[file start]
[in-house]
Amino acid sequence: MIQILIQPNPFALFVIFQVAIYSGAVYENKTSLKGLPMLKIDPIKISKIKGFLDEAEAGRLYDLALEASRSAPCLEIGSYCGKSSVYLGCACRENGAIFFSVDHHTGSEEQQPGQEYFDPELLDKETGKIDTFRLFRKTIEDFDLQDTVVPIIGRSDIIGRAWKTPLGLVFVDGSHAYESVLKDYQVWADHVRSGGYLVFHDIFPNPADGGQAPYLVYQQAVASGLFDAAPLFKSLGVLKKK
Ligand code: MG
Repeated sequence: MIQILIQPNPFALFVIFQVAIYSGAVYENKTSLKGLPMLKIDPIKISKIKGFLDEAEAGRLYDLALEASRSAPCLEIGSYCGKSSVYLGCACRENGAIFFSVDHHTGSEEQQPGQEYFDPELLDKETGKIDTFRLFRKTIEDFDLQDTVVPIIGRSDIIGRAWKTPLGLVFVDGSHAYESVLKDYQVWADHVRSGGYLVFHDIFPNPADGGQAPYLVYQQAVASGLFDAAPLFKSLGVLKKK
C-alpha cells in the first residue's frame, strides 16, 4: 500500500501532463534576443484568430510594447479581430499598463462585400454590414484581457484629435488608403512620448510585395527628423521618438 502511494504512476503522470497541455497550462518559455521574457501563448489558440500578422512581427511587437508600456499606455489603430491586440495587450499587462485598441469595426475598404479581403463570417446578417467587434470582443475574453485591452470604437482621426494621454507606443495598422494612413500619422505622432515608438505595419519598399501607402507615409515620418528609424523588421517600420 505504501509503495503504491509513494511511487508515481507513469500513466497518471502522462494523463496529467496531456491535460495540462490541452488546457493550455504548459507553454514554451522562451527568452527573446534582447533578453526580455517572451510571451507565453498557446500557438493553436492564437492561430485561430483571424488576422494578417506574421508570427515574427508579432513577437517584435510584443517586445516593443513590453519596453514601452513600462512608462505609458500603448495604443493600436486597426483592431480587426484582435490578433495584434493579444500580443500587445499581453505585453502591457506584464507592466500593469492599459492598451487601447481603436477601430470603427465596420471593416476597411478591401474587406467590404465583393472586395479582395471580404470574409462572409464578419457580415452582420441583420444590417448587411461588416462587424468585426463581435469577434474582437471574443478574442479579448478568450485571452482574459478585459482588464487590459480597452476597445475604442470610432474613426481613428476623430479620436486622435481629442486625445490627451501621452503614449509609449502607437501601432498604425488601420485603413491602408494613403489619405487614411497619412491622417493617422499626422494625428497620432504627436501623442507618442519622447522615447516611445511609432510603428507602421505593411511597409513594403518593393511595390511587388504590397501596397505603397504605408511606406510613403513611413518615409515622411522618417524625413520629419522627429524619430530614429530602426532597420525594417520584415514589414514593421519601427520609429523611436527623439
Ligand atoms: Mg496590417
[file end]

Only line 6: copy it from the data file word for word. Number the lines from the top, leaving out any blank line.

Ligand atoms: Mg496590417